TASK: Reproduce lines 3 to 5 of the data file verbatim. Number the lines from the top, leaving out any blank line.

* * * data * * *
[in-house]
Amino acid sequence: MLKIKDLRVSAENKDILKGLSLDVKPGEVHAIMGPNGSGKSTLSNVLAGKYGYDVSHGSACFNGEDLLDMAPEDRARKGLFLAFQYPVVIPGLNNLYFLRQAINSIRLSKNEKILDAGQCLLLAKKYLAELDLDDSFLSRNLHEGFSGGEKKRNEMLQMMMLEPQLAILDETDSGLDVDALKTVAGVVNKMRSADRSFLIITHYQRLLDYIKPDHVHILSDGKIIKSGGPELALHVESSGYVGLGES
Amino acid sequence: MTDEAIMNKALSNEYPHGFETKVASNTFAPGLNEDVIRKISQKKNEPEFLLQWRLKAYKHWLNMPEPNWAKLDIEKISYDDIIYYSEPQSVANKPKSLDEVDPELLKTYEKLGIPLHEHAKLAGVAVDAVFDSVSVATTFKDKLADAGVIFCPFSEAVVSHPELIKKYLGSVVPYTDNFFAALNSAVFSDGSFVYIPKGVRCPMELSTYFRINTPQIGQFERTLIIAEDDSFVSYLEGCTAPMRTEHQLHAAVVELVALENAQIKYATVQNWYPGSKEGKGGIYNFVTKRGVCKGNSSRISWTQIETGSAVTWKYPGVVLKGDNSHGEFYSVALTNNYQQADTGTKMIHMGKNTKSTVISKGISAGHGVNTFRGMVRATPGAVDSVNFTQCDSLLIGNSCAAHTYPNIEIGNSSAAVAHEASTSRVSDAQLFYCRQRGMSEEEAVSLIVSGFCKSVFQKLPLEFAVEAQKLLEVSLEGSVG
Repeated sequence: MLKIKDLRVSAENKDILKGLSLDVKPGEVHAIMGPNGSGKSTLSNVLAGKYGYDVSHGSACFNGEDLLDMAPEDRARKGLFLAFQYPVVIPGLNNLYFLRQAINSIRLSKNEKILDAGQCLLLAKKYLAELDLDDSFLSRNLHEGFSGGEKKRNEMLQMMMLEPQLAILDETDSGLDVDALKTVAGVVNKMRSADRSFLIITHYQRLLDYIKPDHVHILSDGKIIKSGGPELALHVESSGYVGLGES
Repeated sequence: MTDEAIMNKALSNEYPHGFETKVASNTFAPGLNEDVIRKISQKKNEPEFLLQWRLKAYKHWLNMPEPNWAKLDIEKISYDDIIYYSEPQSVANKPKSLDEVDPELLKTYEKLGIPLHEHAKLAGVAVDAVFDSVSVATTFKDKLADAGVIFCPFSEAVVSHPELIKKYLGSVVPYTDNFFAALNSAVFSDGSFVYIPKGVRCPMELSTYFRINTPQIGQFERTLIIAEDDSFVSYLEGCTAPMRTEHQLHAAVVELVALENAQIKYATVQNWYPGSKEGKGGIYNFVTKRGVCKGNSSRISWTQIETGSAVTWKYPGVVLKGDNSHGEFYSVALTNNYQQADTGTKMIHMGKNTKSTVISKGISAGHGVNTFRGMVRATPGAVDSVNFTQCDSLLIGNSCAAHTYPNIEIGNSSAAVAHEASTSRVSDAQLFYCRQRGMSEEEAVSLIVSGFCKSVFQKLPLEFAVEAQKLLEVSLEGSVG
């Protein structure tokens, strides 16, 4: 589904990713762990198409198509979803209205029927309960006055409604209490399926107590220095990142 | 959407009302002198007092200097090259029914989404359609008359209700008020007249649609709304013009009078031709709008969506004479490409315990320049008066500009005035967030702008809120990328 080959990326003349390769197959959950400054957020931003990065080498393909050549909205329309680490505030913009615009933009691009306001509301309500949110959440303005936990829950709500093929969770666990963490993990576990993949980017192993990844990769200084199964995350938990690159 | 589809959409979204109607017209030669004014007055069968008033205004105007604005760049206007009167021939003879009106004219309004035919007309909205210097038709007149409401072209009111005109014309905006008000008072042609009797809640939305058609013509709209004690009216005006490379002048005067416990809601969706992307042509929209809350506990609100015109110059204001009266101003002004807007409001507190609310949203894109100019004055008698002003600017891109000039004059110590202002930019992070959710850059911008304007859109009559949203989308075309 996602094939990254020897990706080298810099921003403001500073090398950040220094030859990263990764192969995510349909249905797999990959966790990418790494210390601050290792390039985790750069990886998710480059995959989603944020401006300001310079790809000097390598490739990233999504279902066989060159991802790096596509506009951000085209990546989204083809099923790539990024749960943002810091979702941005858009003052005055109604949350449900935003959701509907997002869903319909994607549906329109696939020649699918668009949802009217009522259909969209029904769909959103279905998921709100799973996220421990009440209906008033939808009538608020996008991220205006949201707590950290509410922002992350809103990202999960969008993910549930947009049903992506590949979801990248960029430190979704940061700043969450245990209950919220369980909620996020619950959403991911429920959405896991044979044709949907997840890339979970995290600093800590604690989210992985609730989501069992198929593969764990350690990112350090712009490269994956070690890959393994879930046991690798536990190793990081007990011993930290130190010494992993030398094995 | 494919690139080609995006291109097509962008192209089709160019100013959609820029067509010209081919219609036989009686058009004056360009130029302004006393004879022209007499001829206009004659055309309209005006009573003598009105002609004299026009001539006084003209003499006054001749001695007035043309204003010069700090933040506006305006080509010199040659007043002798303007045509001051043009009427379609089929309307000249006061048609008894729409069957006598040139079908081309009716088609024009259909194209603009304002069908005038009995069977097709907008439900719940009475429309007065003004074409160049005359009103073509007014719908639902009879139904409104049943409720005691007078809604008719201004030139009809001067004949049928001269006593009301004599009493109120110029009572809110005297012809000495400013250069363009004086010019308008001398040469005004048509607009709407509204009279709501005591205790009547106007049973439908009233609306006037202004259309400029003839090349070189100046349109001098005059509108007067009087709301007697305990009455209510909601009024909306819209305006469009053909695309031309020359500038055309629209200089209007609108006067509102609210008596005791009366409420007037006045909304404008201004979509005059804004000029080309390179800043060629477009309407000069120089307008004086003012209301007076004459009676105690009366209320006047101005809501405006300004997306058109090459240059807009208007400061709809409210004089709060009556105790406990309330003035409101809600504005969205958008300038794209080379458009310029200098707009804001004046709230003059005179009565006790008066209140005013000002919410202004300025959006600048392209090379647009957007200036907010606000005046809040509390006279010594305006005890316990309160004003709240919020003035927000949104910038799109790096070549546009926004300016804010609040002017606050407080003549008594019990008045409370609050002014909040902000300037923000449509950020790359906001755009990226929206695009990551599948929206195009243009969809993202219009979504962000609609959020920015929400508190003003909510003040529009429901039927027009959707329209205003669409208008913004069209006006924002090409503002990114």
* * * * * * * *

Amino acid sequence: MTDEAIMNKALSNEYPHGFETKVASNTFAPGLNEDVIRKISQKKNEPEFLLQWRLKAYKHWLNMPEPNWAKLDIEKISYDDIIYYSEPQSVANKPKSLDEVDPELLKTYEKLGIPLHEHAKLAGVAVDAVFDSVSVATTFKDKLADAGVIFCPFSEAVVSHPELIKKYLGSVVPYTDNFFAALNSAVFSDGSFVYIPKGVRCPMELSTYFRINTPQIGQFERTLIIAEDDSFVSYLEGCTAPMRTEHQLHAAVVELVALENAQIKYATVQNWYPGSKEGKGGIYNFVTKRGVCKGNSSRISWTQIETGSAVTWKYPGVVLKGDNSHGEFYSVALTNNYQQADTGTKMIHMGKNTKSTVISKGISAGHGVNTFRGMVRATPGAVDSVNFTQCDSLLIGNSCAAHTYPNIEIGNSSAAVAHEASTSRVSDAQLFYCRQRGMSEEEAVSLIVSGFCKSVFQKLPLEFAVEAQKLLEVSLEGSVG
Repeated sequence: MLKIKDLRVSAENKDILKGLSLDVKPGEVHAIMGPNGSGKSTLSNVLAGKYGYDVSHGSACFNGEDLLDMAPEDRARKGLFLAFQYPVVIPGLNNLYFLRQAINSIRLSKNEKILDAGQCLLLAKKYLAELDLDDSFLSRNLHEGFSGGEKKRNEMLQMMMLEPQLAILDETDSGLDVDALKTVAGVVNKMRSADRSFLIITHYQRLLDYIKPDHVHILSDGKIIKSGGPELALHVESSGYVGLGES
Repeated sequence: MTDEAIMNKALSNEYPHGFETKVASNTFAPGLNEDVIRKISQKKNEPEFLLQWRLKAYKHWLNMPEPNWAKLDIEKISYDDIIYYSEPQSVANKPKSLDEVDPELLKTYEKLGIPLHEHAKLAGVAVDAVFDSVSVATTFKDKLADAGVIFCPFSEAVVSHPELIKKYLGSVVPYTDNFFAALNSAVFSDGSFVYIPKGVRCPMELSTYFRINTPQIGQFERTLIIAEDDSFVSYLEGCTAPMRTEHQLHAAVVELVALENAQIKYATVQNWYPGSKEGKGGIYNFVTKRGVCKGNSSRISWTQIETGSAVTWKYPGVVLKGDNSHGEFYSVALTNNYQQADTGTKMIHMGKNTKSTVISKGISAGHGVNTFRGMVRATPGAVDSVNFTQCDSLLIGNSCAAHTYPNIEIGNSSAAVAHEASTSRVSDAQLFYCRQRGMSEEEAVSLIVSGFCKSVFQKLPLEFAVEAQKLLEVSLEGSVG